Thu, 13 Oct 1994

Censorship in Poland

Just two weeks ago, Poland seemed about to take a giant step back from freedom. The lower house of Parliament, dominated by a coalition of former Communists and their allies, overwhelmingly passed a bill called the Official State Secrets Act, which would stifle the lively independent media that have grown up over the past four years.

The upper house, with the same parties in control, was expected to approve the bill as well, perhaps as soon as this week.

But the Polish press fought back and, although the danger has not completely passed, the censors are now in retreat.

Upper house action is stalled, lower house leaders are having second thoughts and Polish President Lech Walesa promises to veto the bill if it reaches his desk in anything like its present form.

The secrets act would prohibit reporting on 71 broad areas of government activity, including arms contracts, international financial negotiations and basic principles of foreign policy.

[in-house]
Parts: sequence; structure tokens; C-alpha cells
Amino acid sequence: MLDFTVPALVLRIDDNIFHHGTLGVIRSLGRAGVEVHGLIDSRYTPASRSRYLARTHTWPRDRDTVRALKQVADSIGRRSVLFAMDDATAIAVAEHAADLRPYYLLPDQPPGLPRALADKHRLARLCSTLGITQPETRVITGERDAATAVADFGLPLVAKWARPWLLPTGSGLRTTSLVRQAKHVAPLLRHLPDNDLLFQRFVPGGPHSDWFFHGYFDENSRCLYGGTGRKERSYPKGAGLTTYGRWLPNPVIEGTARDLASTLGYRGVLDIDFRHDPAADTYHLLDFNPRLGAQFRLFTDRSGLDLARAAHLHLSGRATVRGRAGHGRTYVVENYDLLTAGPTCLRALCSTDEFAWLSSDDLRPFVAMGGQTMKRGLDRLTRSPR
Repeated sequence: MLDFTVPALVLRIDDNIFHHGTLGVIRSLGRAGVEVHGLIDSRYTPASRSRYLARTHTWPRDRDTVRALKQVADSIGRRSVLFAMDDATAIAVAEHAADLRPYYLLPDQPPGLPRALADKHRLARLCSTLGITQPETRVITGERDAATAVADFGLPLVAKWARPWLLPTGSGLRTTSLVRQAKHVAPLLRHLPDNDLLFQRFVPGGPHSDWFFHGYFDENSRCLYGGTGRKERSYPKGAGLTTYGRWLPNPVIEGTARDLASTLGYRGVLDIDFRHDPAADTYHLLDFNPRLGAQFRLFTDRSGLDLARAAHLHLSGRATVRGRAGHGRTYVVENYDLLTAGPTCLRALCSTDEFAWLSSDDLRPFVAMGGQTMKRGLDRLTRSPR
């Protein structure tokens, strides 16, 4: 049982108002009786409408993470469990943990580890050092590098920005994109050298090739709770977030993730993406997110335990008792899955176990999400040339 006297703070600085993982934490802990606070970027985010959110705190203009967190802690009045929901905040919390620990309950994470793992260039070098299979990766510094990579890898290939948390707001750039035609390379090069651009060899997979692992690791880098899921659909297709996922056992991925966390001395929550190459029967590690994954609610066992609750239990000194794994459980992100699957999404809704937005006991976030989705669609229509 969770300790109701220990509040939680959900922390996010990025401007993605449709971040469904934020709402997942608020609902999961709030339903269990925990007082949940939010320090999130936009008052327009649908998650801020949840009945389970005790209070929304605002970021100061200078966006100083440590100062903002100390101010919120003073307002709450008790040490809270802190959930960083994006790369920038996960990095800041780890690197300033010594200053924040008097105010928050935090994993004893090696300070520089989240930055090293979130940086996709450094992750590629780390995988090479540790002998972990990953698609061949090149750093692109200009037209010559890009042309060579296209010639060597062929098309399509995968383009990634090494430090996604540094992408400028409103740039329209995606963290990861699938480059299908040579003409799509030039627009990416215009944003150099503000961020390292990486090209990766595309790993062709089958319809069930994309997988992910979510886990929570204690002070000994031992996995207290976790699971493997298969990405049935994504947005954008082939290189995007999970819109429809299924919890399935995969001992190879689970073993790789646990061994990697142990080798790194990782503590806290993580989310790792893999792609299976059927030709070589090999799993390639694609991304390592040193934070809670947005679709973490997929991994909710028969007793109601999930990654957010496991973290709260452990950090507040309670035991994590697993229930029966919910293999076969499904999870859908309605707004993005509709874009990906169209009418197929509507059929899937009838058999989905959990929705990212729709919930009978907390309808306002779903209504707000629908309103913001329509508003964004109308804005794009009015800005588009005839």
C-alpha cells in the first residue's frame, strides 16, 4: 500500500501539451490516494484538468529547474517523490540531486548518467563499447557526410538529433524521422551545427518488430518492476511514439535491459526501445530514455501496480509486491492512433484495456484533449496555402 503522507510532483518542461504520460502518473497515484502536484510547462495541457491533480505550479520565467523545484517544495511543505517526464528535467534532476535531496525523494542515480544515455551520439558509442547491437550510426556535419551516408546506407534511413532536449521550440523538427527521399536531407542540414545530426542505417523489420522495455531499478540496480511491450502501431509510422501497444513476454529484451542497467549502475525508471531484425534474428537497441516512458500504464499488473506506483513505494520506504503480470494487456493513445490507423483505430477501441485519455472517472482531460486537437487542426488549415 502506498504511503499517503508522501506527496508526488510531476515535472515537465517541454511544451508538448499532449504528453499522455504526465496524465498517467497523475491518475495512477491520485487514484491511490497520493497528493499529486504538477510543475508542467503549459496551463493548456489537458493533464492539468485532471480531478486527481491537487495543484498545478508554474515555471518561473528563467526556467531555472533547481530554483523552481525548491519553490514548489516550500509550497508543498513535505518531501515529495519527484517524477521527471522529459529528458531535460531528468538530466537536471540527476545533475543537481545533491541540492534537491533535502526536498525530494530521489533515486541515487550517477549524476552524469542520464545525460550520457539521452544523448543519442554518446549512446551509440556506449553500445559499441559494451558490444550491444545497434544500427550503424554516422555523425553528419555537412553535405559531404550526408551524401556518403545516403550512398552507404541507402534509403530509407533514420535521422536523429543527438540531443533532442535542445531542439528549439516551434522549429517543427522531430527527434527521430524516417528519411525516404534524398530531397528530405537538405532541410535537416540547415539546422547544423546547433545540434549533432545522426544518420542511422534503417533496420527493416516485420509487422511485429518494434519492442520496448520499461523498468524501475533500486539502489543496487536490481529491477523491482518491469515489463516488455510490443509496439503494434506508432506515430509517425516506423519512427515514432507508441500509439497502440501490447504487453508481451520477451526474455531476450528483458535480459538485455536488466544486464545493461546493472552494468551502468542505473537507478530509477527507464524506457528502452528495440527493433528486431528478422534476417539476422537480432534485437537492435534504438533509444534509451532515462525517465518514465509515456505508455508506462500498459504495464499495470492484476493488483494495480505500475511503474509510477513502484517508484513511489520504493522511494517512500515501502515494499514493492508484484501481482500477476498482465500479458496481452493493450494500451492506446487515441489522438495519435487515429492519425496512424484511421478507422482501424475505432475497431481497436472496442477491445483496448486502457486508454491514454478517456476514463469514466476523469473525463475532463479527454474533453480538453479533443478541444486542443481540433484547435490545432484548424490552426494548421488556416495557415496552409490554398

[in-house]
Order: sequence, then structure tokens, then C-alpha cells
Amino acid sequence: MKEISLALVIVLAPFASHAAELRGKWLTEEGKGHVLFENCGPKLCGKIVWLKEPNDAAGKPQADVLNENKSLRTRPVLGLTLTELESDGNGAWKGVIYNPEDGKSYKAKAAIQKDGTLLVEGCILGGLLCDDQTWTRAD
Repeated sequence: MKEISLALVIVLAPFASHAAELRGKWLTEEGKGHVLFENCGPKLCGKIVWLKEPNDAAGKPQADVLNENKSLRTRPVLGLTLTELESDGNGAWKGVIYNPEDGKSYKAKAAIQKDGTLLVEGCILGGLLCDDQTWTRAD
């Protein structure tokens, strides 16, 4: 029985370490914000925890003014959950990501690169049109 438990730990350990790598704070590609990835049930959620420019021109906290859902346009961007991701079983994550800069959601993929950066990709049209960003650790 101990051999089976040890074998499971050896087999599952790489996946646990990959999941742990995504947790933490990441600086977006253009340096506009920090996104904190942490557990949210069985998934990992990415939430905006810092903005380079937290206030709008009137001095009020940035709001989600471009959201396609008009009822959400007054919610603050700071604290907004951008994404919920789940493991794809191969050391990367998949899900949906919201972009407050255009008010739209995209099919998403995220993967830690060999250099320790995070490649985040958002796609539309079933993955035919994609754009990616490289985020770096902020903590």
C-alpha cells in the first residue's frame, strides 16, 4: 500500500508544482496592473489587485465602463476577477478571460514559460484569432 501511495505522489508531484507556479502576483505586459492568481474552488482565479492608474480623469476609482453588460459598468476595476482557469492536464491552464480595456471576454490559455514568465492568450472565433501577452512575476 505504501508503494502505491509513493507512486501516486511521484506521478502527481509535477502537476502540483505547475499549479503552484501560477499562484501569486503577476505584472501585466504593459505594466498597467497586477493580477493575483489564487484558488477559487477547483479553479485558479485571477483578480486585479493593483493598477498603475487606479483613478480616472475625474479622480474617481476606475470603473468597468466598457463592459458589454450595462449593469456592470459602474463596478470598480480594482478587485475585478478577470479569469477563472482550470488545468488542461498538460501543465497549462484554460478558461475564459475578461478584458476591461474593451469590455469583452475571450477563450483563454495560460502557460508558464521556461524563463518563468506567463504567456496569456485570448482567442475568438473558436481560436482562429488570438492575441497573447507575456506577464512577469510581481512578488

Penalties for unauthorized release of such "secro" information ranged as high as 10 years' imprisonment. In addition, it would authorize officials to withhold other information on the grounds of professional secrecy.

Such restrictions would permit governments to escape democratic accountability for important public policies and would thwart exposure of the official corruption that has often accompanied the transition from state to market economy.

Official secrets acts are a European tradition in the West as well as the East. Poland's old statute, promulgated under martial law in 1982, was even more restrictive, but it has gone unenforced since Communism fell. As a result, Poland now has some of the best newspapers in the new Eastern Europe.

Continued public access to sensitive official information is vital to Polish goals such as developing a healthy stock market and joining the European Community. A free press can also help alert a newly democratic society to signs of totalitarian backsliding, as the present episode indicates.

The old ruling parties may be back in power in Poland, but they have been usefully reminded that they can no longer rule in the old way.

-- The New York Times